Review article| Volume 94, P13-19, December 2016

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Cancer chemoprevention by dietary phytochemicals: Epidemiological evidence


      • We review studies that have examined possible interactions between dietary phytochemicals and cancer prevention.
      • A diet rich in phytochemicals is associated with a reduction in the risk of cancer.
      • A cancer prevention strategy based on dietary intake of natural phytochemicals is a realistic option for the general population.



      In recent years, natural compounds called “phytochemicals”, which are present in fruits, vegetables, and plants, have received special attention due to their potential to interfere with tumour formation and development. Many of these phytochemicals are being used in chemoprevention strategies. However, the scientific evidence regarding the modification of cancer risk continues to be debated.


      The aim of this paper is to review the current scientific evidence and the most relevant epidemiological studies regarding the consumption or use of phytochemicals and their effects on the incidence of cancer.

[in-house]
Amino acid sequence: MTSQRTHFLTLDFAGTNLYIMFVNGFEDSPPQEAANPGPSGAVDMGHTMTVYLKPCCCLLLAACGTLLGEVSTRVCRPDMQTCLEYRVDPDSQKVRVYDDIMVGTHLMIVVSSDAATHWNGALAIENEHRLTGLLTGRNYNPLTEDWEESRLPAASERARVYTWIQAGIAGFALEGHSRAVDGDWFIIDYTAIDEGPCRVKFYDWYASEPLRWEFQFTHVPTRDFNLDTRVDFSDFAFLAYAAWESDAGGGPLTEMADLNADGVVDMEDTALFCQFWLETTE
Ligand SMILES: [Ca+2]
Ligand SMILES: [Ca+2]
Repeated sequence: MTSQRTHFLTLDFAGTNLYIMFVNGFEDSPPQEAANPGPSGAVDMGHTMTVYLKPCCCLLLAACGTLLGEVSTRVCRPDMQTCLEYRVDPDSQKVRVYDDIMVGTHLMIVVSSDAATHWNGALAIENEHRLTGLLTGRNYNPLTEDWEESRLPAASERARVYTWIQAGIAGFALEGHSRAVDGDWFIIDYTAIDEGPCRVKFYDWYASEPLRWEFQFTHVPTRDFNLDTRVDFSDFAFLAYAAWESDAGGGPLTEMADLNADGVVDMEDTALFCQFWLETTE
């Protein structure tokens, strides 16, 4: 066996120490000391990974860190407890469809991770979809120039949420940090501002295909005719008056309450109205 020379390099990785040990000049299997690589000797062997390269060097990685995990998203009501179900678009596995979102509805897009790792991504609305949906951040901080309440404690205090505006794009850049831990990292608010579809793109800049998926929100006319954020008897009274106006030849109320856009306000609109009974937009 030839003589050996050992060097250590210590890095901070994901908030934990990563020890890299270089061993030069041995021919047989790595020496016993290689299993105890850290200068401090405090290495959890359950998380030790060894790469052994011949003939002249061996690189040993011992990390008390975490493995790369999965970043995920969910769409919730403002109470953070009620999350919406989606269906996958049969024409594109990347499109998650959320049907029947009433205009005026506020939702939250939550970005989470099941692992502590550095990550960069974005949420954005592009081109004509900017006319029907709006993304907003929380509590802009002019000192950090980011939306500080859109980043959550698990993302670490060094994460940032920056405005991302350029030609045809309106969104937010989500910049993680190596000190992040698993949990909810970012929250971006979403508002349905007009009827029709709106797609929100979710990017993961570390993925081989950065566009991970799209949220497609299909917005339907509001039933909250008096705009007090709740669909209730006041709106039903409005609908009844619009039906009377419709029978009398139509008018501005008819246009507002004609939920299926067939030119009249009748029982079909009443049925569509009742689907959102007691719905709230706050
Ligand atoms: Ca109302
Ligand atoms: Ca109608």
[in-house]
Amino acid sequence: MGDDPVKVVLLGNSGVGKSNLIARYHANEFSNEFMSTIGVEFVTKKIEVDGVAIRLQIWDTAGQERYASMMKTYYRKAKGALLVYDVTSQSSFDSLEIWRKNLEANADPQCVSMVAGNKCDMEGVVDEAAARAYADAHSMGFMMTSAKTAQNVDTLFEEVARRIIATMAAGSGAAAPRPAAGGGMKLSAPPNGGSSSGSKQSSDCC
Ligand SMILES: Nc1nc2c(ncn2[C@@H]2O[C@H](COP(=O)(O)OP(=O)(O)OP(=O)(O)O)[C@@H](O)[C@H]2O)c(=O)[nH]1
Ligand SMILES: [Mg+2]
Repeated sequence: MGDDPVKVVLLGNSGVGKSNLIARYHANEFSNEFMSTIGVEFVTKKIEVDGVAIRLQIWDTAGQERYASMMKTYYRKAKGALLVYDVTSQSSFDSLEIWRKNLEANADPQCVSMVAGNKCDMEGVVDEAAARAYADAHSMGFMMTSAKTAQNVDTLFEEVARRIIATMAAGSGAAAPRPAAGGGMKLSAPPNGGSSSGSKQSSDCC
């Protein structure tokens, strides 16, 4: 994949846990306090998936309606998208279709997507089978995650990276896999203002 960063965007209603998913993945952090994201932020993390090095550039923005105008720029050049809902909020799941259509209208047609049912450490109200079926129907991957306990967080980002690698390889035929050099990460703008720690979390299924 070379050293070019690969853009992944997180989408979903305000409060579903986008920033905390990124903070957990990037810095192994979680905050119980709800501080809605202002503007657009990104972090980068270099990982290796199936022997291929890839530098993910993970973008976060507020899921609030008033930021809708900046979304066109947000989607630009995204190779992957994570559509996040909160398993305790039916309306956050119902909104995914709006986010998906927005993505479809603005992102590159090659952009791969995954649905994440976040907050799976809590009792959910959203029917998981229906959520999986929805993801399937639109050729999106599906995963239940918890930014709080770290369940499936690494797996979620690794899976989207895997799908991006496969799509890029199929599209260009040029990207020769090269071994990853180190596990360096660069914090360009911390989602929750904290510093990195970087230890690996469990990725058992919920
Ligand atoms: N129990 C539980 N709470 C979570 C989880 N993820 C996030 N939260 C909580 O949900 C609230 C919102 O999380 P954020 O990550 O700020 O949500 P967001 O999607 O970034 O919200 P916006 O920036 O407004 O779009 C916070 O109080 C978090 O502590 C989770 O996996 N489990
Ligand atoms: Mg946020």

A search for relevant articles was conducted in EMBASE and PubMed-NCBI through to May 2016 to identify potential interactions between the consumption or use of phytochemicals and cancer risk.


      The use or consumption of carotenoids, such as lycopene, alpha-carotene, and betacarotene, leads to a reduction in the risk of cancer, such as breast and prostate tumours. For breast cancer, beta-carotene even reduces the risk of recurrence. The use or consumption of soybean isoflavones has led to a reduction in the risk of lung, prostate, colon (in women only), and breast cancers, although this has depended on menopausal and oestrogen receptor status. The use or consumption of isothiocyanates and indole-3-carbinol also seems to reduce the risk of cancer, such as breast, stomach, colorectal, or prostate tumours.


      The adoption of a diet rich in phytochemicals is associated with a modification of cancer risk. However, the scientific data supporting its use come mainly from in vitro and in vivo studies (especially in animal models). The epidemiological evidence is inconclusive for many of these phytochemicals, so further studies are needed.


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